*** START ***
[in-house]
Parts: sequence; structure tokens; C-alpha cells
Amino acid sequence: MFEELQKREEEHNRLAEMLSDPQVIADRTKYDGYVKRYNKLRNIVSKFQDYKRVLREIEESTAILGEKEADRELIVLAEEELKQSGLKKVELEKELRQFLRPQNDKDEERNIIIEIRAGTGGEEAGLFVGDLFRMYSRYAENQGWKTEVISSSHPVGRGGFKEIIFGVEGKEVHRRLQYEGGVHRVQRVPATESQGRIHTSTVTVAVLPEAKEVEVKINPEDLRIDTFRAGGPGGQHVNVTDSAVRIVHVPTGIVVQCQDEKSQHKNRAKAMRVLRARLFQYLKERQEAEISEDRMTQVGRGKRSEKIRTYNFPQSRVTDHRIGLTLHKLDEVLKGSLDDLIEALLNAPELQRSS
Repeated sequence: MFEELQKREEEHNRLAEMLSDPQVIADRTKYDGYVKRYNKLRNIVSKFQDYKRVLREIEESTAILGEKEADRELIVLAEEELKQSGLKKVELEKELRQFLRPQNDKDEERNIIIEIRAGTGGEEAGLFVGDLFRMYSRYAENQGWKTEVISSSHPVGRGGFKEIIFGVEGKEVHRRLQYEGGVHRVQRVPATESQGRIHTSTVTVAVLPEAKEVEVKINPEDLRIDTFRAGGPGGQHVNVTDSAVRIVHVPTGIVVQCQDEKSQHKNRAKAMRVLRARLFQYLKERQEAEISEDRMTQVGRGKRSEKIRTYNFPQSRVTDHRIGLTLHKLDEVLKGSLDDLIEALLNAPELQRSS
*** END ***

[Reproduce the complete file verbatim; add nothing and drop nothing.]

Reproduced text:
[in-house]
Parts: sequence; structure tokens; C-alpha cells
Amino acid sequence: MFEELQKREEEHNRLAEMLSDPQVIADRTKYDGYVKRYNKLRNIVSKFQDYKRVLREIEESTAILGEKEADRELIVLAEEELKQSGLKKVELEKELRQFLRPQNDKDEERNIIIEIRAGTGGEEAGLFVGDLFRMYSRYAENQGWKTEVISSSHPVGRGGFKEIIFGVEGKEVHRRLQYEGGVHRVQRVPATESQGRIHTSTVTVAVLPEAKEVEVKINPEDLRIDTFRAGGPGGQHVNVTDSAVRIVHVPTGIVVQCQDEKSQHKNRAKAMRVLRARLFQYLKERQEAEISEDRMTQVGRGKRSEKIRTYNFPQSRVTDHRIGLTLHKLDEVLKGSLDDLIEALLNAPELQRSS
Repeated sequence: MFEELQKREEEHNRLAEMLSDPQVIADRTKYDGYVKRYNKLRNIVSKFQDYKRVLREIEESTAILGEKEADRELIVLAEEELKQSGLKKVELEKELRQFLRPQNDKDEERNIIIEIRAGTGGEEAGLFVGDLFRMYSRYAENQGWKTEVISSSHPVGRGGFKEIIFGVEGKEVHRRLQYEGGVHRVQRVPATESQGRIHTSTVTVAVLPEAKEVEVKINPEDLRIDTFRAGGPGGQHVNVTDSAVRIVHVPTGIVVQCQDEKSQHKNRAKAMRVLRARLFQYLKERQEAEISEDRMTQVGRGKRSEKIRTYNFPQSRVTDHRIGLTLHKLDEVLKGSLDDLIEALLNAPELQRSS